Human rights groups on Saturday accused the army of killing a community leader at a remote town in northwest Colombia that has long tried to isolate itself from the country's civil war by barring all armed groups from entering.
The military said it was investigating the case, but that preliminary findings indicated the man died during a gunfight with leftist rebels.
Arlen Salas, a village leader in San Jose de Apartado, a town in the violence-wracked Uraba district near the border with Panama, was with a group of peasant farmers cultivating corn fields when they were attacked Thursday by members of the army's 17th Brigade, said the Bogota-based Network of Non-Governmental Human Rights Defenders.
Attorney General Mario Iguaran said Saturday he was sending a group of independent experts to try to uncover the facts.
San Jose de Apartado was the scene of a brutal massacre in March in which eight peasants, including four children, were hacked to death and their bodies dumped in a shallow grave. Community leaders and rights groups blamed the army, saying that soldiers suspecting the guerrillas had infiltrated the community carried out the massacre in retaliation for a rebel ambush that killed 19 members of the 17th Brigade. But several independent investigations were inconclusive and nobody has been charged.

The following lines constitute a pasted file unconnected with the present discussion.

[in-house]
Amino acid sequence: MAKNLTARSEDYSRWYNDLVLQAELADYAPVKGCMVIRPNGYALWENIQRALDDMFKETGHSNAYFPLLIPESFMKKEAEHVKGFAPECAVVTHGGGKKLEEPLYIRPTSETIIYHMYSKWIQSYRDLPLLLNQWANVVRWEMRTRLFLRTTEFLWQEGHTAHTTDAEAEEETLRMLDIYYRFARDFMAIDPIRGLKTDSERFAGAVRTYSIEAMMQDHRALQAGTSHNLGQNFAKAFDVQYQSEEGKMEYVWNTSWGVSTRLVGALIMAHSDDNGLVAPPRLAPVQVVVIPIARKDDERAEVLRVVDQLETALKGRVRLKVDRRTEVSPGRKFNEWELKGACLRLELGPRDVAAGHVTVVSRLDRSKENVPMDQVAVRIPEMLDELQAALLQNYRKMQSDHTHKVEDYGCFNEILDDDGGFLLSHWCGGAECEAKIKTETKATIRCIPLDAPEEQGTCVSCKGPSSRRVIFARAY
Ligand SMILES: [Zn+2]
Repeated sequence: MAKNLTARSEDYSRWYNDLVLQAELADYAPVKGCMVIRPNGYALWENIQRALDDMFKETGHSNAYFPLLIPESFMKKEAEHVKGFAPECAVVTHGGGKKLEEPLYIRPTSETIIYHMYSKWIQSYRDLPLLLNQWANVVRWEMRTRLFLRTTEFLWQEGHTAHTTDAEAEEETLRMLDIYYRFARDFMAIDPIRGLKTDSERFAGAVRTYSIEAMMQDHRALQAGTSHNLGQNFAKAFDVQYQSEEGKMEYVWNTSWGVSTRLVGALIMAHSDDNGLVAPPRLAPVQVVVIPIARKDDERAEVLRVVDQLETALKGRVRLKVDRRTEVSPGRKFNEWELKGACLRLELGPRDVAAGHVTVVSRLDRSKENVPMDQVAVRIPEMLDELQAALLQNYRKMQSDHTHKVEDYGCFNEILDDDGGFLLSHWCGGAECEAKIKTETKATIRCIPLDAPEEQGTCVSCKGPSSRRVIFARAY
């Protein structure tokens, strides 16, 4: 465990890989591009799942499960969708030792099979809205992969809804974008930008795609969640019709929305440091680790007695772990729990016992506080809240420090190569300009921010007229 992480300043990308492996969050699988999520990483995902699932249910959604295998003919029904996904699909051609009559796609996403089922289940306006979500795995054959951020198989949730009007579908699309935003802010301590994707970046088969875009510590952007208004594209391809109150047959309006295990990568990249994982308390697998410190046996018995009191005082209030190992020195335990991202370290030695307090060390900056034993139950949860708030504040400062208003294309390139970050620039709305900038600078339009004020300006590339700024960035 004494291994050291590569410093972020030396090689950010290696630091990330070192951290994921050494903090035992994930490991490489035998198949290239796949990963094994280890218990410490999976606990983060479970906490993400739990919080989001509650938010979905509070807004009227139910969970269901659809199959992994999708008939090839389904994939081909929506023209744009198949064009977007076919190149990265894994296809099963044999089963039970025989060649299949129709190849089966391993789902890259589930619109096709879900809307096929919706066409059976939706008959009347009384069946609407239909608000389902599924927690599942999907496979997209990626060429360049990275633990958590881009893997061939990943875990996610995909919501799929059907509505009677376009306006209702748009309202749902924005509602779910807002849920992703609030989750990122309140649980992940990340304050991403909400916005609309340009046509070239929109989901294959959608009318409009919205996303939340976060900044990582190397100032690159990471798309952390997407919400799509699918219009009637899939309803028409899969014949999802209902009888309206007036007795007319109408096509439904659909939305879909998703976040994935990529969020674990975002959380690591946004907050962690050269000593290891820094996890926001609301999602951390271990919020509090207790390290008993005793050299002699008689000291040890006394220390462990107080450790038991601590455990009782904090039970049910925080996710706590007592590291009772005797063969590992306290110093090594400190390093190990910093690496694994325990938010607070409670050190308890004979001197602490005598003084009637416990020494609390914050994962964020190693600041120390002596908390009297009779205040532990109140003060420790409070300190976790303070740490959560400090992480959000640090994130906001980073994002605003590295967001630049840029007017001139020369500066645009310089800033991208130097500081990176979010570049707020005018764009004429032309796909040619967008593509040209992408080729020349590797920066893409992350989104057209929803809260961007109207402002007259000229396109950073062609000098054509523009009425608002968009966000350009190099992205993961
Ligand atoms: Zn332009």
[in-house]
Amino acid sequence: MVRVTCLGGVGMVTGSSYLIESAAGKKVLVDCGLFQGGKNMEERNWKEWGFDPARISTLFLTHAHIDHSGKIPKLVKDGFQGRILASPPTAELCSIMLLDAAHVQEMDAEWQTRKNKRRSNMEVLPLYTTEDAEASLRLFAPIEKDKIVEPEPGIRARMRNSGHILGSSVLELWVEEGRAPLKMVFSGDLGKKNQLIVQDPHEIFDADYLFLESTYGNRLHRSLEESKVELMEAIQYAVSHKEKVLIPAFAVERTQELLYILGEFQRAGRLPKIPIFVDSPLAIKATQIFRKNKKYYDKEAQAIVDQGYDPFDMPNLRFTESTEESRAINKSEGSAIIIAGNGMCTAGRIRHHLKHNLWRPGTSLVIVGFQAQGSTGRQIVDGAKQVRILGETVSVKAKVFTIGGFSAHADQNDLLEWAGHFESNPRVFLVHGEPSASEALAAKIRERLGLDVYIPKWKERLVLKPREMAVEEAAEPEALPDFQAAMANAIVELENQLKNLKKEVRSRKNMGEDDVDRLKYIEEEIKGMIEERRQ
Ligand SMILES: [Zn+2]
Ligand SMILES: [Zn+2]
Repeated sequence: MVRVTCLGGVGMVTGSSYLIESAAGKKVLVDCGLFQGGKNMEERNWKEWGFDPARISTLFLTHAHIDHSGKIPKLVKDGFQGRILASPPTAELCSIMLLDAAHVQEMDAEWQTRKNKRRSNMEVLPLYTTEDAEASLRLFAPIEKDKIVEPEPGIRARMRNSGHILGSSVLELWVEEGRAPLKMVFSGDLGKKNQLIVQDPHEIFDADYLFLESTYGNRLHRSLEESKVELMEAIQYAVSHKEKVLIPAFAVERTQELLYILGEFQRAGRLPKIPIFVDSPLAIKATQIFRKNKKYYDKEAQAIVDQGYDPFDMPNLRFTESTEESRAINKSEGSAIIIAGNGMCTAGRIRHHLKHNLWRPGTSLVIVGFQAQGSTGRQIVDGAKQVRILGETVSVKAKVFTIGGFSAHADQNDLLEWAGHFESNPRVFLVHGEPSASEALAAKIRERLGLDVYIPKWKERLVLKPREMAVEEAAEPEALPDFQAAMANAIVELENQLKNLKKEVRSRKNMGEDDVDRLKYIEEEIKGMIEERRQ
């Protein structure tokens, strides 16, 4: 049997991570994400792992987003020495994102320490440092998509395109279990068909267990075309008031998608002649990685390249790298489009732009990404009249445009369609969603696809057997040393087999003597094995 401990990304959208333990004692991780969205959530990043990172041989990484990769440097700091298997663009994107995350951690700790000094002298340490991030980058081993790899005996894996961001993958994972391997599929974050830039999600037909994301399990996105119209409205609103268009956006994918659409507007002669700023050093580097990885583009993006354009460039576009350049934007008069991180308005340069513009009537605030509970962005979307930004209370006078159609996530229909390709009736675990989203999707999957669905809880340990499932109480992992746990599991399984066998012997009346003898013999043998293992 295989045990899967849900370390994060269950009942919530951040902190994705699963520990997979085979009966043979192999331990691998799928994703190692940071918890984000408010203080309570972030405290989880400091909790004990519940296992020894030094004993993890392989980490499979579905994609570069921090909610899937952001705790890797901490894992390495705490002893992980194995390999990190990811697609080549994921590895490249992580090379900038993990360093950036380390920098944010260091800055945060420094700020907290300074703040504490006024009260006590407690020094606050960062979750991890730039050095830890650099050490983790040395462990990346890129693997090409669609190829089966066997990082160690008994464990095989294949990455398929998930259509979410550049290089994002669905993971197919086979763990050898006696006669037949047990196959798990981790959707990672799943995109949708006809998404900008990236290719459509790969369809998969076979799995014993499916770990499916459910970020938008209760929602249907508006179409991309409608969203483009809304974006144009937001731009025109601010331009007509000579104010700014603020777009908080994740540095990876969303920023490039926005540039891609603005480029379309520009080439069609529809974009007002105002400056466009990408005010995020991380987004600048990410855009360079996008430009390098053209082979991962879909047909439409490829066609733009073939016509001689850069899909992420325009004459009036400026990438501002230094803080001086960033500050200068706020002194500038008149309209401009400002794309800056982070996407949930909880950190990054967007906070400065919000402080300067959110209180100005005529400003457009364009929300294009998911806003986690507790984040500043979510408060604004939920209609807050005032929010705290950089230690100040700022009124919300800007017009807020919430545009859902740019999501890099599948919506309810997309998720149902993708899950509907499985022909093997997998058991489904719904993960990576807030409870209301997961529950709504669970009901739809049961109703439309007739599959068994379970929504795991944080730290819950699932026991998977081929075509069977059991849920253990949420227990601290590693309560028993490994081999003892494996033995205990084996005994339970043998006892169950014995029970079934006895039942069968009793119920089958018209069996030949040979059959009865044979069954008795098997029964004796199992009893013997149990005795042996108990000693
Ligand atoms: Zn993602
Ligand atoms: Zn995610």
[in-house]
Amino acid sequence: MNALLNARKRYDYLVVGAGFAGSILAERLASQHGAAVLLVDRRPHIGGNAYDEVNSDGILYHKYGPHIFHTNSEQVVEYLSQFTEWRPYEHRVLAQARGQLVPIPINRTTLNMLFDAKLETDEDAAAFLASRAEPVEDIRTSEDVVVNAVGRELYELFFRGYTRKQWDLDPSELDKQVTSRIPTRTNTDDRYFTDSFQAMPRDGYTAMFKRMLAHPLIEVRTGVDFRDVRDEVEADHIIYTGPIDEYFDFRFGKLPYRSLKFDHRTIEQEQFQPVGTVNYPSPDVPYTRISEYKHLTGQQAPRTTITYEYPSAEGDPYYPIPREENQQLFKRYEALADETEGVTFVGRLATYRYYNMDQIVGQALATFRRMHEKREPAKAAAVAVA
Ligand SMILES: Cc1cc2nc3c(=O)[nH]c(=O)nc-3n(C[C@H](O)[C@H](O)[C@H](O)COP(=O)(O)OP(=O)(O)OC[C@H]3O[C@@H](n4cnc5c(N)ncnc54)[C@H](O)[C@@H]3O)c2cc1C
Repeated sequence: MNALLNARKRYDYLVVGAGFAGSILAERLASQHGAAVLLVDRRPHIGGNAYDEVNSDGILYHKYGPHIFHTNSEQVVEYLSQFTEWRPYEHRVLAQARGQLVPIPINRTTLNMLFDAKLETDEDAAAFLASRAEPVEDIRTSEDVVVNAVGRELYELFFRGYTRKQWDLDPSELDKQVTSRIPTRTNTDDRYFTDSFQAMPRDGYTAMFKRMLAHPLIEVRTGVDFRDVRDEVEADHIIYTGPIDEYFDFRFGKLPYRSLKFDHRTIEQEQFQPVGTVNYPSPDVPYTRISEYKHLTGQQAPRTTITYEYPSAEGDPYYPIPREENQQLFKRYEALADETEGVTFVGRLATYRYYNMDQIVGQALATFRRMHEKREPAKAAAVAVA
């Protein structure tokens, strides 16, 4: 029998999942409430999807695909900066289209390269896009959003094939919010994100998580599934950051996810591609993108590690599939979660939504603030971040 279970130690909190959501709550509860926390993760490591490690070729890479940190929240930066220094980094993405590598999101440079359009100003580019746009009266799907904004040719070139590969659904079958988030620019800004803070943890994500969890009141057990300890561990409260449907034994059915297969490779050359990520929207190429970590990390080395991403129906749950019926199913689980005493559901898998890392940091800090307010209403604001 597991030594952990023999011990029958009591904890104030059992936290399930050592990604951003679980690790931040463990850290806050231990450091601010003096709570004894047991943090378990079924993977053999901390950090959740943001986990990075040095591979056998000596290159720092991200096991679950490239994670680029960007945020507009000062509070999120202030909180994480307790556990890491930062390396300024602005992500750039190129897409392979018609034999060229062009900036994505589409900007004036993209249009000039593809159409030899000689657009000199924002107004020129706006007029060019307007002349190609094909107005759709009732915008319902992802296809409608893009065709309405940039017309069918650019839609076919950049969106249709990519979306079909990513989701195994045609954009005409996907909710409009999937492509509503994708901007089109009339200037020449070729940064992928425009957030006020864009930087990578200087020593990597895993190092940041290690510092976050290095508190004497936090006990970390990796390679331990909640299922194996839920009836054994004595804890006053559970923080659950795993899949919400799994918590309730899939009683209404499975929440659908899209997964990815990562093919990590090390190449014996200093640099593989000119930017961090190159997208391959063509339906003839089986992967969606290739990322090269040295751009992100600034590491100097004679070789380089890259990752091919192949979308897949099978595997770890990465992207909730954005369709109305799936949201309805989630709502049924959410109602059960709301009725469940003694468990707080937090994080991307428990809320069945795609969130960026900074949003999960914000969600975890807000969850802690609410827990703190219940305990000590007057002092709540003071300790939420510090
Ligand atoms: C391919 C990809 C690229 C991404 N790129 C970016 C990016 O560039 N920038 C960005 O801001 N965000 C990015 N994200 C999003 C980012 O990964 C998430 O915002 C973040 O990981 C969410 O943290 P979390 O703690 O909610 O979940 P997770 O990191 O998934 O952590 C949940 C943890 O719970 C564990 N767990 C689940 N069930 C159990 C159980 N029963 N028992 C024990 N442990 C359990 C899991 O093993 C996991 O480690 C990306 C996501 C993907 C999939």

The latest killing has nevertheless put the Colombian armed forces' human rights record under renewed scrutiny. The military has long been accused of committing abuses against civilians as it battles a 40-year-old leftist insurgency that kills thousands of people every year, although the U.S. State Department earlier this year said "respect for human rights improved in some areas."
The 17th Brigade's commander, Gen. Luis Alfonso Zapata, said Saturday that his troops were involved in a gunfight with fighters of the leftist Revolutionary Armed Forces of Colombia, or FARC, on the same day that Salas died. One unidentified "woman terrorist" is known to have been killed in the fighting and several assault rifles seized, he said.
Fighting between Marxist rebels, outlawed right-wing paramilitary groups and government forces has for years plagued the sweltering, banana-growing region of Uraba, a strategic corridor for drugs and arms smuggling through Central America.
San Jose de Apartado was declared a "peace community" seven years ago in an attempt to stop the violence from engulfing the town and its outlying villages. But at least 165 members of the community have been killed since then, according to the Rev. Javier Giraldo, a Roman Catholic priest who was worked to bring peace to the area, AP reports. P.T.